A phenomenological investigation of the experience of graduate-level music therapists with dual certification in counseling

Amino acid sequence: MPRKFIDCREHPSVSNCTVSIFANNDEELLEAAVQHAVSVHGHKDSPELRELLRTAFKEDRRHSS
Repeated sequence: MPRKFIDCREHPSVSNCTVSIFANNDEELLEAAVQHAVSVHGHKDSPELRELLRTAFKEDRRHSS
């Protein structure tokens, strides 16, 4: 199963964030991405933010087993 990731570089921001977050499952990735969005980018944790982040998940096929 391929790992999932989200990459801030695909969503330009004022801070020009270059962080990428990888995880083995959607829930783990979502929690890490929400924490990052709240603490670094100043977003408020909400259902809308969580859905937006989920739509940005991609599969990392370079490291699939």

The purpose of this phenomenological study was to explore the academic and professional experiences of graduate-level music therapists with dual licensure in counseling. The intent was to identify similarities and differences within and across therapists’ experiences, to denote emerging themes, and to provide insight into the phenomena of dual certification in music therapy and counseling. This study had five participants. Based on the results, attaining dual certification may improve various areas of the clinician’s lived experiences, including their employability, compensation, sense of competency, self-worth, and future outlook. The interlocking model of three domains—academic experiences, professional experiences, and personal development—was developed to illustrate how these areas affect the quality of client care. Implications for future research include scope of practice between dual-certified and single-credentialed therapists, university program design, and addressing potential consequences of music therapy advocacy efforts.